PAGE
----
By:
January 19, 2021

Fox News has stepped in it again.

At this perilous time when we are all looking for the temperature to be lowered in this country, Fox News is letting one of its conspiracy theorists take its new opinion show out for a spin.

Maria Bartiromo, who blew up her reputation as a respected business journalist by going all-in on election fraud and her support of the president, will soon be getting the keys to Fox News’ new 7 p.m. Eastern opinion show — at least for a few days.

It’s a disturbing development considering we just saw a mob attack the Capitol, trying to overturn an election that they’ve wrongly been told was rigged in favor of Joe Biden. While it’s true that Donald Trump is the most vocal about a stolen election, he has had help from those in the media. That includes Bartiromo, whose sycophantic interviews with the president helped fan the anger of a riot that raged out of control less than two weeks ago at the Capitol.

Let’s review.

Fox News kicked off its new daytime lineup on Monday. The most notable change, as I wrote about last week, is a new opinion show — “Fox News Primetime” — at 7 p.m. Eastern. The show, for now, is having a rotation of guest hosts. “Fox & Friends” co-host Brian Kilmeade is up first. The Los Angeles Times’ Stephen Battaglio reports Kilmeade will be followed by Bartiromo and then regular contributors to the network: Katie Pavlich, Rachel Campos-Duffy, Mark Steyn and former congressman Trey Gowdy.

Why Bartiromo?

Not only did she hand Trump a megaphone to amplify his baseless allegations of election fraud, she has joined him in his outrage. In addition to her embarrassing interviews with Trump, Bartiromo also had Trump attorneys Rudy Giuliani and Sidney Powell on her show to float their ridiculous theories about the election.

Bartiromo has been more than a Trump enabler. She has helped to whip up outrage among Trump supporters who believe the election was rigged. As Battaglio wrote, “Bartiromo was among the Fox News hosts forced to air a fact check disputing many of the president’s lawyers’ claims about voting software company Smartmatic, falsely stating it was involved in delivering Trump votes to Biden.”

Following the deadly insurrection at the Capitol, you would hope that this would be a time to tone down the political rhetoric. But putting Bartiromo — one of the TV personalities most responsible for feeding the public lies about the election — in the driver’s seat on an opinion program shows where Fox News’ priorities are. It also suggests that Fox News could be a little concerned about the buzz that Trump die-hards are angry with Fox News. A Trump supporter at the helm of another opinion show might be a way for Fox News to keep a grip on MAGA supporters.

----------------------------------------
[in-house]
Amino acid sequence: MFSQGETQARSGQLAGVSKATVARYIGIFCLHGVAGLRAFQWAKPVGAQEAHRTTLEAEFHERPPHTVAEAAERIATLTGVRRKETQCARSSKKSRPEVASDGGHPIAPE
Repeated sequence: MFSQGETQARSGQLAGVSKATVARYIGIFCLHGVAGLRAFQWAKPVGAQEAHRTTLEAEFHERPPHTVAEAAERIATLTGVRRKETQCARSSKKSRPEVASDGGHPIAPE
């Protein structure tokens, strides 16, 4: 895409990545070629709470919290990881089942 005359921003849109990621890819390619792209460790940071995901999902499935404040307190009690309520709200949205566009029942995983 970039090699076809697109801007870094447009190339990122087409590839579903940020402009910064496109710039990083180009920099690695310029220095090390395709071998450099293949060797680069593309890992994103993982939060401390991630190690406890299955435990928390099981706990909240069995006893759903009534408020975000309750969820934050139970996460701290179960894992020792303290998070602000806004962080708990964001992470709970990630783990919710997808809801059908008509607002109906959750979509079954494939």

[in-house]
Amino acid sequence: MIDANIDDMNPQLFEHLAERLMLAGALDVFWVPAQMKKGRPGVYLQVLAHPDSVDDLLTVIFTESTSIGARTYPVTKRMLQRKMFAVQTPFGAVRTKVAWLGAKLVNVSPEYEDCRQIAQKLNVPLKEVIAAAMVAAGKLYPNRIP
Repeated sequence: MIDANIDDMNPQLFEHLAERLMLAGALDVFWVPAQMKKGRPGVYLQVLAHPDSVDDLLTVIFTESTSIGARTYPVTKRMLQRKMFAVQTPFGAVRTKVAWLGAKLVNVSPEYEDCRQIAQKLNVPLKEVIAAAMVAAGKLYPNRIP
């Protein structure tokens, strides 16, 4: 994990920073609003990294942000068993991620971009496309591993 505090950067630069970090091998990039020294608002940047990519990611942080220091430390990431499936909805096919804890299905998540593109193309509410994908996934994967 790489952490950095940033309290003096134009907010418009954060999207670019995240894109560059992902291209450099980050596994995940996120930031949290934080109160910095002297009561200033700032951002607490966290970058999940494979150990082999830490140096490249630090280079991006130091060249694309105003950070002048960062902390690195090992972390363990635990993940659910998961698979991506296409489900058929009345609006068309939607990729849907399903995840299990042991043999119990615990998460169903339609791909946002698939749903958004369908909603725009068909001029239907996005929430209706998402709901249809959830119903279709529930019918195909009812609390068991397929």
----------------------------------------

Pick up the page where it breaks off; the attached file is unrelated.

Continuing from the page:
It’s not known if the guest hosts are trying out to be the permanent host, but you have to think Bartiromo will get a serious look for that opening. She’s already scorched her reputation as a “journalist.” Maybe an opinion show host is all that she has left.

For now, Bartiromo continues to be morning anchor on Fox Business and the host of “Sunday Morning Futures” on Fox News. As Variety’s Brian Steinberg writes, “A new job as an opinion host may give the former CNBC veteran room to offer her thoughts without being questioned like a news-side colleague such as Neil Cavuto or Bill Hemmer might.”

Let’s just hope that her future opinions are based more on reality than her reckless claims about the election.

Worth noting

Speaking of Fox News’ new daytime lineup, Washington Post media writer Jeremy Barr tweeted, “On the debut episode of her new afternoon news show, Martha MacCallum has as a guest Alex Berenson, who says that masks have made ‘absolutely zero difference.’”

Even worse than we thought

Violent protesters, loyal to President Donald Trump, storm the Capitol on Jan. 6. (AP Photo/John Minchillo)

Each day, more and more frightening stories come out about what happened during the insurrection at the Capitol. As we horrifyingly watched it happen in real time, we knew it was bad.

We just didn’t know how bad.

Now we’re finding out more. And it’s beyond troubling. This video from The New Yorker is absolutely chilling. It’s disturbing, but critically important to watch.

There’s more. The Washington Post’s Dalton Bennett, Emma Brown, Sarah Cahlan, Joyce Sohyun Lee, Meg Kelly, Elyse Samuels and Jon Swaine have stunning video and excellent perspective in “41 Minutes of Fear: A Video Timeline from Inside the Capitol Siege.”

There’s also this superb work from ProPublica’s Lena V. Groeger, Jeff Kao, Al Shaw, Moiz Syed and Maya Eliahou and many other contributors with “What Parler Saw During the Attack on the Capitol.”

All of it is horrific.

Too late

Today is President Trump’s final full day in office. Now it’s time for the transition. Peaceful?

Well, here’s how CNN’s Jake Tapper started his show on Monday:

“We have long since passed a ‘peaceful transition of power.’ There are dead bodies as the result of the president’s deranged belief that he won the election that he lost and the conspiracy theories that he and his enablers on Capitol Hill and in MAGA media continue to propagate.”

Speaking of Tapper, the CNN host blistered Fox News hosts for perpetuating what he called “the big lie” that the election was stolen from Trump. (Hat tip to Mediaite’s Colby Hall for posting the clip.)

Yes, Tapper works for CNN and CNN is a rival of Fox News. You might even call them bitter rivals as both networks take shots at one another fairly regularly. But Tapper backed up his criticism with a video clip that showed Fox News personalities such as Sean Hannity, Jeanine Pirro, Laura Ingraham and Pete Hegseth talking about election fraud. He also pointed out that MAGA media, such as Fox News, often had guests like House Minority Leader Kevin McCarthy on to spread lies about the election.

Tapper said, “Where do people like that go to share the big lie? MAGA media. MAGA media, where hosts not only didn’t push back on the big lie, they also participated in it. It was a joint effort by the Trump team and MAGA media, and millions, millions heard lies about election fraud day after day.”

Swan’s song

Looking for a good podcast? Check out Axios’ Jonathan Swan with “How It Happened.” It goes into details about the final days of the Trump presidency.

In addition, check out Axios’ “Off the Rails” series, which is described as taking readers “inside the collapse of a president.” The series is written by Swan, with writing, reporting and research assistance by Zach Basu.

Talking to the Speaker